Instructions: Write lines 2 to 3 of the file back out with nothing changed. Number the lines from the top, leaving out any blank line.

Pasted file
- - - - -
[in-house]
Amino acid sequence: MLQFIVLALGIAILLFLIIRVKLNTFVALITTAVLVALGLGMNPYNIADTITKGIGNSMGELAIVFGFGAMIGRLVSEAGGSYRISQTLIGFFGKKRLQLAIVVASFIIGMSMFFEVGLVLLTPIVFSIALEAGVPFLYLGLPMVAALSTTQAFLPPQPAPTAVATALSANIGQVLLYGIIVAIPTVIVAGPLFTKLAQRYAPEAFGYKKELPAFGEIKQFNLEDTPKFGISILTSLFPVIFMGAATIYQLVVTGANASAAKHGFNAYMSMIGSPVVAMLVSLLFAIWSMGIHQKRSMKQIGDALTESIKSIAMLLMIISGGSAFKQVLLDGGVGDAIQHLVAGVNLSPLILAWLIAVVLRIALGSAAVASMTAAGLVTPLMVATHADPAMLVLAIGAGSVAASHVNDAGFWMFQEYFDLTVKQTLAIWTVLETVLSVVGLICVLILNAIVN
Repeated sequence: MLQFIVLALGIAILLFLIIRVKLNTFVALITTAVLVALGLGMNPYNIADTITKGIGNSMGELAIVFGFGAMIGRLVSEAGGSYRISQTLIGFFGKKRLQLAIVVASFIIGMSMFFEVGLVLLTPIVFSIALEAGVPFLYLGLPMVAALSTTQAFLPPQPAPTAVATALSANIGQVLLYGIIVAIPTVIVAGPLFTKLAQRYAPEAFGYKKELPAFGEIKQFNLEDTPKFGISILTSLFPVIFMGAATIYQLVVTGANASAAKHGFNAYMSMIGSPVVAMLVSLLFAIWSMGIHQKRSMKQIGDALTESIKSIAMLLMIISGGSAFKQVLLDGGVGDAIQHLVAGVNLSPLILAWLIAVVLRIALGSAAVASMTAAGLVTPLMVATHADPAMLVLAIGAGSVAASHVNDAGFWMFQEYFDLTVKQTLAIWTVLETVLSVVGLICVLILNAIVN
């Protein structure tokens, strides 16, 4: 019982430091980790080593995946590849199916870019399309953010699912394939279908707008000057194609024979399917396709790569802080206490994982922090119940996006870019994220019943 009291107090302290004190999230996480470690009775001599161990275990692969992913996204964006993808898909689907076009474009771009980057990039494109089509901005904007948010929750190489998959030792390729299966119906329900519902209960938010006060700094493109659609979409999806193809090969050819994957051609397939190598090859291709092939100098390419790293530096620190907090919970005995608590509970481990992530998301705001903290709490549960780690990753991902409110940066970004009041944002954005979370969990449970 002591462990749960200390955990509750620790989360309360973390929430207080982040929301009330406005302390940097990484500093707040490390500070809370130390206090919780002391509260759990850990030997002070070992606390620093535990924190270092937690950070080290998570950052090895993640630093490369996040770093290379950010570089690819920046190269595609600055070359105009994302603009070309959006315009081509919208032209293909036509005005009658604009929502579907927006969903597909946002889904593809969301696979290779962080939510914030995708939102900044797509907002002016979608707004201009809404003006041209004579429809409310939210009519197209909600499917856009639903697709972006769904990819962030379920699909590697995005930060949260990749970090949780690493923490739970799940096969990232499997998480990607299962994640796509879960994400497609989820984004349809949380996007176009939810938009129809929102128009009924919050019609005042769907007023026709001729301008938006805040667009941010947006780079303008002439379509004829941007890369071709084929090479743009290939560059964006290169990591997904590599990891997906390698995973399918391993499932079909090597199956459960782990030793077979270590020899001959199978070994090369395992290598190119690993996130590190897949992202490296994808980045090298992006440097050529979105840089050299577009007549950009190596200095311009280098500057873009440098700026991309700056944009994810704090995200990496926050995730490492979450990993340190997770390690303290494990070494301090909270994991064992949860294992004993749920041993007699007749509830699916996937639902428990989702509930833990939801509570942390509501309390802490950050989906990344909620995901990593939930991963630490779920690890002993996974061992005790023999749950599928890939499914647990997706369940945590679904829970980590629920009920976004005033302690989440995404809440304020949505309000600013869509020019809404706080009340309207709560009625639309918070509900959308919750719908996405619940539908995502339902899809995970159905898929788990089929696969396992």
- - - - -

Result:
Amino acid sequence: MLQFIVLALGIAILLFLIIRVKLNTFVALITTAVLVALGLGMNPYNIADTITKGIGNSMGELAIVFGFGAMIGRLVSEAGGSYRISQTLIGFFGKKRLQLAIVVASFIIGMSMFFEVGLVLLTPIVFSIALEAGVPFLYLGLPMVAALSTTQAFLPPQPAPTAVATALSANIGQVLLYGIIVAIPTVIVAGPLFTKLAQRYAPEAFGYKKELPAFGEIKQFNLEDTPKFGISILTSLFPVIFMGAATIYQLVVTGANASAAKHGFNAYMSMIGSPVVAMLVSLLFAIWSMGIHQKRSMKQIGDALTESIKSIAMLLMIISGGSAFKQVLLDGGVGDAIQHLVAGVNLSPLILAWLIAVVLRIALGSAAVASMTAAGLVTPLMVATHADPAMLVLAIGAGSVAASHVNDAGFWMFQEYFDLTVKQTLAIWTVLETVLSVVGLICVLILNAIVN
Repeated sequence: MLQFIVLALGIAILLFLIIRVKLNTFVALITTAVLVALGLGMNPYNIADTITKGIGNSMGELAIVFGFGAMIGRLVSEAGGSYRISQTLIGFFGKKRLQLAIVVASFIIGMSMFFEVGLVLLTPIVFSIALEAGVPFLYLGLPMVAALSTTQAFLPPQPAPTAVATALSANIGQVLLYGIIVAIPTVIVAGPLFTKLAQRYAPEAFGYKKELPAFGEIKQFNLEDTPKFGISILTSLFPVIFMGAATIYQLVVTGANASAAKHGFNAYMSMIGSPVVAMLVSLLFAIWSMGIHQKRSMKQIGDALTESIKSIAMLLMIISGGSAFKQVLLDGGVGDAIQHLVAGVNLSPLILAWLIAVVLRIALGSAAVASMTAAGLVTPLMVATHADPAMLVLAIGAGSVAASHVNDAGFWMFQEYFDLTVKQTLAIWTVLETVLSVVGLICVLILNAIVN